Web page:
The question is, is this really removing the regulatory barrier? Have the COREPER solved the problem that mobile operators have with the deployment of mobile payment solutions ? While this is definitely an interesting proposition, it does not solve the biggest hurdle: open access to clearing and settlement.

Mobile payment solutions that are not provided with acceptable access to clearing and settlement streams are like very small islands in a massive sea of payments. Without an elegant way of routing payment transactions to and from the rest of the payment world, very little progress will be made. E-money schemes are interesting propositions in some way, but in the end (and if properly analised) they are effective ring-fencing mechanisms that will keep these transactions away from the rest of the payment world.

Pricing of Mobile Banking Solutions

Me and my wife have built quite a few houses - some that we lived in and others to speculate with. We have always been careful to use reputable contractors. and most often not the cheapest. We saw some of the disasters of half-finished houses or lousy quality with houses having been built by contractors with little experience or with low prices.

In looking at the mobile banking industry, I am surprised by the price-points quoted by inexperienced solution providers. These are sometimes so low, that it would be impossible to deliver solutions of acceptable quality. I assume that Enterprise customers often do not realise the complexity (see some of my blogs on complexity here and here) of the deployments of mobile banking solutions. By selecting solution providers on the basis of price, customers run the following risks:
  • The solution provider have underestimated the effort and now have to fund the effort themselves - this often translates into cutting corners and unacceptable quality.
  • The solution provider, having lost money on the deployment, tries to recover the cost in subsequent phases or getting a slice of the recurring revenue
  • The solution provider cannot effectively support the solution because of limited available resources.
  • Because the solution provider is not running the business on sound commercial principles, he goes out of business and the customer must move to another solution at great cost.
It is one of the biggest risks to this young industry that some solution providers are competing on price-points. The industry is far from mature and it is not possible to evaluate the differences between suppliers solely on the basis of price.

In the ten years that I have worked in this industry, I have seen all of the above risks materialise in practice with companies selecting solution providers on the basis of price only.

Failures and lessons learned

The mobile banking industry is (for some or other reason) extremely competitive. Many solution companies compete with each other to win the business on offer. During the ten years that we have been active in the industry many companies have come and gone. Quite a few projects that were attempted failed and a number of enterprises were disappointed with service delivery.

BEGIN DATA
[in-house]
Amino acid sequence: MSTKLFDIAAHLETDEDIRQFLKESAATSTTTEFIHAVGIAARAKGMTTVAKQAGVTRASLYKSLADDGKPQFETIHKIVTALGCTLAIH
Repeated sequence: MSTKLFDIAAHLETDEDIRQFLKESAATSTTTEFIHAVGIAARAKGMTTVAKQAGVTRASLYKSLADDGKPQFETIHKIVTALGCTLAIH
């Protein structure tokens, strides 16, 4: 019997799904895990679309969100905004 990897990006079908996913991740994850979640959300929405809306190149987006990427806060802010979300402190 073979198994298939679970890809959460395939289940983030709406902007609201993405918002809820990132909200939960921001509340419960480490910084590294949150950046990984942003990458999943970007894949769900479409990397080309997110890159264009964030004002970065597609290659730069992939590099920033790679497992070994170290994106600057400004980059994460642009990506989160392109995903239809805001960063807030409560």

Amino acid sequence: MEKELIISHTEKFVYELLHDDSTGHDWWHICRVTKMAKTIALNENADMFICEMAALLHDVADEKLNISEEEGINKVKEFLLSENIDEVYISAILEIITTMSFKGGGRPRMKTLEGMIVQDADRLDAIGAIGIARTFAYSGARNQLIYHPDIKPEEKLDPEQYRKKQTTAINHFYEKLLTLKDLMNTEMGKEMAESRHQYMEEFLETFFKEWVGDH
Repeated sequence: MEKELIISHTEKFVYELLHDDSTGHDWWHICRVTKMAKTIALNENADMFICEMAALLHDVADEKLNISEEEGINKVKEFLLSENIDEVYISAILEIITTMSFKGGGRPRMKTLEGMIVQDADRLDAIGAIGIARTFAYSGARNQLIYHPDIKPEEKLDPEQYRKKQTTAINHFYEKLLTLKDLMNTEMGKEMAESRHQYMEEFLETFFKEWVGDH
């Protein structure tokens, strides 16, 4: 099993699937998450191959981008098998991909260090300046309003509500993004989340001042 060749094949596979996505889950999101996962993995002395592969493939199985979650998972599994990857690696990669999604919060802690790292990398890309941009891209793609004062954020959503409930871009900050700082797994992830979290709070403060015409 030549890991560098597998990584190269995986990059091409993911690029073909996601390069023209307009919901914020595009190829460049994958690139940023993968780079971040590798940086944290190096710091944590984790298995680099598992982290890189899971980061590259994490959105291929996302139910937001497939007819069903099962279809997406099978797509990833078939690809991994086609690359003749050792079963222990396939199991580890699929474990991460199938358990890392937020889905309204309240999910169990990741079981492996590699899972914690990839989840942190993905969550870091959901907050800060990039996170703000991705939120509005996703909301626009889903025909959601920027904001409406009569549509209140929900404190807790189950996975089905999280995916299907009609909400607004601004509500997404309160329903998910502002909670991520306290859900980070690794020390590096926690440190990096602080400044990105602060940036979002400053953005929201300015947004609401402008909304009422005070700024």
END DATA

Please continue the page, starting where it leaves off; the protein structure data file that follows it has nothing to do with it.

It is not common to talk about these failures and to name the companies by name. (I think it is because it is such a close-knit community and none of us like to see projects fail). It is not my intention to name companies in this blog, but I have learned of at least three projects that failed (did not deliver on the expectations of the client) and felt that it is important to try and learn from what has gone wrong. This is my summary:
  1. These projects set out to do things for the first time. The contract (in all these cases) were won on the basis of specifications and not actual delivery and proven technology. It is important for enterprises to select companies with a proven track record as mobile banking projects are often much more complex than what is the initial thought.
  2. What works in one country cannot be transported to another country. Technology that worked (for instance in India) cannot be transported into (lets say) Africa. Or even from one country in Africa to another. Differences in culture, the competitive landscape and regulations often have significant impact in the ultimate success of the deployment (or not).
  3. Enterprises that negotiate suppliers into "no-win" situations. This is often the case where one of the suppliers see the project as a "must-win" at all cost scenario and then agree to contractual terms that are not possible. These include pricing, timelines, scope of delivery, conformance to standards etc. The impossibility of the project often degenerate into missed timelines, bad quality and general disappointment.
Part of working towards the maturity of the industry would be to look at the failures and to start taking the decisions that produces win-win opportunities for client and supplier.